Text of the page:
The other advantage is that it means the equity piece of your portfolio is there for the ride. It is long-term capital geared towards capital appreciation and purchasing power growth.
If your withdrawal rate (the percentage of your investable assets you need to sustain your lifestyle) is below 6%, then the Core should easily take care of your spending needs.
Annual Total Spending: $100,000
Annual Social Security: $30,000
Annual Income need from portfolio: $70,000
Total Investable Assets: $1,250,000
Withdrawal rate: 70,000/1,250,000 = 5.6%
Why We Use CEFs?
- Inefficient marketplace
- Ability to hold less liquid bonds
- No cash flow problem
CEFs are one of the last bastions of inefficiency in the markets. They are exchange-traded which gives you daily liquidity but without the "cash flow problem" inherent in open-end mutual funds ("OEFs") or exchange-traded funds ("ETFs"). A CEF will not allow you to double your money overnight. Instead, our goal is to significantly improve upon fixed income returns without adding too much in the way of risk.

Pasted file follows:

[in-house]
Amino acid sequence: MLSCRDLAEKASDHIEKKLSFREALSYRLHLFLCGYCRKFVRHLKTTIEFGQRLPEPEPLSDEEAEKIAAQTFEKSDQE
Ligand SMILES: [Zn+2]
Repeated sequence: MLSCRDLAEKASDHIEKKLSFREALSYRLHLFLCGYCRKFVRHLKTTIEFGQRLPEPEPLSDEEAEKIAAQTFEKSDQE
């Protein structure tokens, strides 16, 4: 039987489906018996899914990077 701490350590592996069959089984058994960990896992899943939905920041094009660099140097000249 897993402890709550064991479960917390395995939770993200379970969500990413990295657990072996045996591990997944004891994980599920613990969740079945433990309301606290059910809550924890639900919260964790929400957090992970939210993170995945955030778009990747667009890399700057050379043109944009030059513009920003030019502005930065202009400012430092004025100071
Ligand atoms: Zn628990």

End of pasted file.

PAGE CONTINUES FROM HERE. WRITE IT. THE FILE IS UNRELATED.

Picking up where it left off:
CEFs are Geared Towards Income.
Most of the bond funds pay monthly cash distributions which are perfect for paycheck replacement. The additional benefit over the majority of OEFs and ETFs is that CEFs pay consistent cash flows. That allows for the planning of a certain amount of income production on a monthly basis.
Since CEFs trade away from NAV and are less liquid than most ETFs and individual stocks, they can make irrational moves. The discounts sometimes produced look like risk but are in reality an opportunity (more on this below).